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The Unlimited: Hyoubu Kyousuke (2013), produced by Manglobe as a 12-part anime sequel to Zettai Karen Children, follows the adventures of the original anime’s antagonist, Hyoubu Kyousuke, as he fights–violently–for the rights of “espers” (people with superpowers) in a world dominated by norms. The Unlimited has all the elements of a truly great anime but misses a lot of chances to deploy them to the best effect. Overall, it is well above average without being spectacular. I have not seen Zettai Karen Children and so can confidently say that you don’t need to in order to enjoy The Unlimited.

The story is fairly simple, though the plot has some convoluted twists. Hyoubu Kyousuke is a very powerful esper (he can fly around, use telekinesis, shoot energy waves, etc.). He was born in the 1930s, but thanks to his powers has an extended lifespan and still looks like a teen, albeit white-haired. A child hero within a special esper unit in World War II, he became disillusioned with “normals” after experiencing cruel persecution and devoted his adult life to forming a criminal esper organization, P.A.N.D.R.A., to resist and possibly exterminate norms. Opposing him is nigh everyone, including B.A.B.E.L., a norm-esper organization founded by one of Kyousuke’s esper companions from World War II, Fujiko. Unbeknownst to Kyousuke, he is also being opposed by a young esper he has recently recruited, Andy Hinomiya, a Japanese-American who is, in fact, a US undercover agent. But things are more complicated than even Andy knows, and he may find cause to switch his loyalties. The three titular “children” from Zettai Karen Children, now middle schoolers, also make brief appearances as B.A.B.E.L. agents but are not central characters.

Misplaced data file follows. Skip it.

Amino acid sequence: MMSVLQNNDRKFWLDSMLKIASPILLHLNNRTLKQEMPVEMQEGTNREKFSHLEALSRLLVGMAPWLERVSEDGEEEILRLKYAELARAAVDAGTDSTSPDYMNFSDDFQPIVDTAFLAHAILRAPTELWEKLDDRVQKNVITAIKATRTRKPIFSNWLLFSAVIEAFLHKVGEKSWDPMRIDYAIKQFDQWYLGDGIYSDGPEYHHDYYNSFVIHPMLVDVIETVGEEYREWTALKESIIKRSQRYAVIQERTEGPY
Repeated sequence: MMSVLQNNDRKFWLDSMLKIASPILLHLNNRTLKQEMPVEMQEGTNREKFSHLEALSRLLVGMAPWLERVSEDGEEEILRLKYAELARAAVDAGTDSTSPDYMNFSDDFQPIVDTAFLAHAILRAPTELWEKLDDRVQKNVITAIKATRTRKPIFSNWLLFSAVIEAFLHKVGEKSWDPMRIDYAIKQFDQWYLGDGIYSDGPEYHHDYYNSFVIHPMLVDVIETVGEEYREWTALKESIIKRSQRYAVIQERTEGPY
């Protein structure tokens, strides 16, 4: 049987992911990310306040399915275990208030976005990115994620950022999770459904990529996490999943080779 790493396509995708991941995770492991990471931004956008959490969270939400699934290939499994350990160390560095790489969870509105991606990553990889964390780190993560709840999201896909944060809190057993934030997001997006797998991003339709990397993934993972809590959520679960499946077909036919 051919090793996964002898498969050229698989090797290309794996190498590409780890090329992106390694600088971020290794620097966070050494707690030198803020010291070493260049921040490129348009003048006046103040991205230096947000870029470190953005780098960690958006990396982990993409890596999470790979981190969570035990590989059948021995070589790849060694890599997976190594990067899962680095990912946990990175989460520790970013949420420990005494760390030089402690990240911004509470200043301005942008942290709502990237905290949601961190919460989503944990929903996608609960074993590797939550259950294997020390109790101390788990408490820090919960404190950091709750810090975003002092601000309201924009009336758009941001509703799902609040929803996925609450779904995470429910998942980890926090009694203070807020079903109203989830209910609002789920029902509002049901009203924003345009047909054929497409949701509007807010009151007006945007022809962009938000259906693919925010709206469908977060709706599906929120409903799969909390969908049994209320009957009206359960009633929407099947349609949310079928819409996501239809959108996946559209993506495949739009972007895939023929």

Read the rest at The Geek Girl Project.
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Aku no Hana (Flowers of Evil) (2013) is a truly different anime. This 13-episode Zexcs production, based on the manga by Shuzo Oshimi, is a dark slice-of-life teen drama. I generally detest slice-of-life teen drama, so I’m not just idly gushing when I say this series is (mostly) fantastic. It owes much of its originality–and controversy–to its use of rotoscoping in place of traditional animation. This technique, in which live-action footage is traced over, puts Aku no Hana artistically in a bit of an uncanny valley between cartoon and live action drama. The effect unsettled me at first, but the whole story is meant to be unsettling, and in the end, I found it the perfect mix of realism with a creepy, otherworldly overlay.